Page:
A pioneering clinic at UCLA Mattel Children’s Hospital is making a significant impact on the lives of children and their families with rare genetic conditions that predispose them to cancer, as well as those diagnosed with pediatric cancers that are potentially related to a rare genetic syndrome.
The UCLA Pediatric Cancer Predisposition Clinic was established in 2012, at a time when powerful new genetic testing technologies were first being implemented clinically at UCLA. This so-called next-generation DNA sequencing enabled, for the first time, comprehensive testing of all of the protein-coding regions of the genome to diagnose rare conditions and identify genetic predispositions.
“At the time, little was known about the utility of genetic testing in children with genetic syndromes that could predispose them to early cancers,” says Julian A. Martinez, MD, PhD, a clinical geneticist and the center’s co-director. “We believed it had potential value in that it would enable surveillance of patients with these predispositions to detect and treat the tumors early, as well as facilitating targeted treatments in patients already diagnosed with cancer based on the genetic cause identified.”
That initial vision has borne out, Dr. Martinez notes, and the clinic’s approach to patients with cancer-predisposing genetic conditions or cancers resulting from genetic syndromes has become the international standard for how such patients should be evaluated and managed. The clinic’s value has only grown with the continued advances in DNA sequencing technologies and the development of new treatments that target the specific genetic mutations underlying an individual patient’s cancer.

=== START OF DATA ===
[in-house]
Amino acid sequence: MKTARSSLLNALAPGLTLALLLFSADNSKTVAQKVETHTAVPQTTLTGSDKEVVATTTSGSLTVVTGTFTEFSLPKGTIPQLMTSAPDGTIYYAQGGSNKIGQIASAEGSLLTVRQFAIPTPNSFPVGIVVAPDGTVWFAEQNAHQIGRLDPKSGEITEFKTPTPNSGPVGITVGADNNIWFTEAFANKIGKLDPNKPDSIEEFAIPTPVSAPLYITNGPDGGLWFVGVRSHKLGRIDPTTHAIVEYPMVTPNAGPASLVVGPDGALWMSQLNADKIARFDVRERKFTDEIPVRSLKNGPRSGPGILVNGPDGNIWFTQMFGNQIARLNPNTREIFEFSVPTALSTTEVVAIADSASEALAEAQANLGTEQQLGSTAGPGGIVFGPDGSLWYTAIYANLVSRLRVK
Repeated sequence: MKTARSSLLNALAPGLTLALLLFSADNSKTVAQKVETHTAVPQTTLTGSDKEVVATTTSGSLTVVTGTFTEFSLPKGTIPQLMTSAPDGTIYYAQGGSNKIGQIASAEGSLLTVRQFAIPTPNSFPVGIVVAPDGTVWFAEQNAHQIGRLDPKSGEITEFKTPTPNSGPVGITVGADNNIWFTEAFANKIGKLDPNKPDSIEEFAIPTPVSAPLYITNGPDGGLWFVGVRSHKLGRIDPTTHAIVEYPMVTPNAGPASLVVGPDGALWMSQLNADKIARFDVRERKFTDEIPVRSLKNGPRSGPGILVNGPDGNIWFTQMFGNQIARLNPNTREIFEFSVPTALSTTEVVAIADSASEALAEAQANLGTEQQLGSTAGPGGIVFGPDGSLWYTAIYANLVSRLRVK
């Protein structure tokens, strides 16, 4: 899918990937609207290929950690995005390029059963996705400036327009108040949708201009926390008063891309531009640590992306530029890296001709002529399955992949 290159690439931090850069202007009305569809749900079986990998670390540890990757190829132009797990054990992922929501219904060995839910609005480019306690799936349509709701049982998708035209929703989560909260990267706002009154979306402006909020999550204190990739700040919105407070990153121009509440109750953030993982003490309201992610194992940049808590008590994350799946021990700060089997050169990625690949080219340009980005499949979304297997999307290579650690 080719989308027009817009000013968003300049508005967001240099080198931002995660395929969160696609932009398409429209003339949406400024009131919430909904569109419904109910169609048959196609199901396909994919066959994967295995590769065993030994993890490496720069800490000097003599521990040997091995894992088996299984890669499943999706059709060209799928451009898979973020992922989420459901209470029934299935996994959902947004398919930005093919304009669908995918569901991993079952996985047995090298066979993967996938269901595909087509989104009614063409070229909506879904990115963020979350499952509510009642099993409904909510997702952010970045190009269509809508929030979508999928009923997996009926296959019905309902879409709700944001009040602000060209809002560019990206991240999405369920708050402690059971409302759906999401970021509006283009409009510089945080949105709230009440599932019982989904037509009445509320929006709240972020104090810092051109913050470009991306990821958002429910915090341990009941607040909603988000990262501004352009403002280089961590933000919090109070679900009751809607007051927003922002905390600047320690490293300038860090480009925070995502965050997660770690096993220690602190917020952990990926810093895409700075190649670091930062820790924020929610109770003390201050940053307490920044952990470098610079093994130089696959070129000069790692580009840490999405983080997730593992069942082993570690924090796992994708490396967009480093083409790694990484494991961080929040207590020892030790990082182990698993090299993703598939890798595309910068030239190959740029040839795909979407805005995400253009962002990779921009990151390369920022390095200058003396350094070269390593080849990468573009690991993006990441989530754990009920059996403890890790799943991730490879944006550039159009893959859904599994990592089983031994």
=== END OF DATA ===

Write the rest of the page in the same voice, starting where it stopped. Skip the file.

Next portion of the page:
The UCLA Pediatric Cancer Predisposition Clinic remains one of the few multidisciplinary efforts of its kind, notes Vivian Y. Chang, MD, MS, a pediatric hematologist-oncologist and co-director of the clinic. The clinic brings together oncologists, geneticists, genetic counselors and social workers to provide diagnostic genetic testing and counseling, as well as personalized screening protocols as needed. All cases are discussed at a weekly genomic board meeting that includes bioinformatics specialists and pathologists as well as clinicians.
Most of the clinic’s patients fall into one of two categories. The first are those who have already been diagnosed with a genetic syndrome associated with a high risk for developing a cancer. “My role as the oncologist is to educate these patients about their cancer risk and develop personalized cancer screening plans,” Dr. Chang explains. “We know that if we catch these cancers early, it offers the best prognosis and the best treatment options.”
Dr. Chang has been a leader in developing surveillance guidelines for patients with underlying genetic syndromes that predispose to cancer risk, as part of an expert panel convened by the American Association for Cancer Research. “With these genetic diagnoses that are this rare, it’s important to share data across centers,” she notes. “By doing so, we have developed evidence-based guidelines so that these patients can be treated in a standardized way.”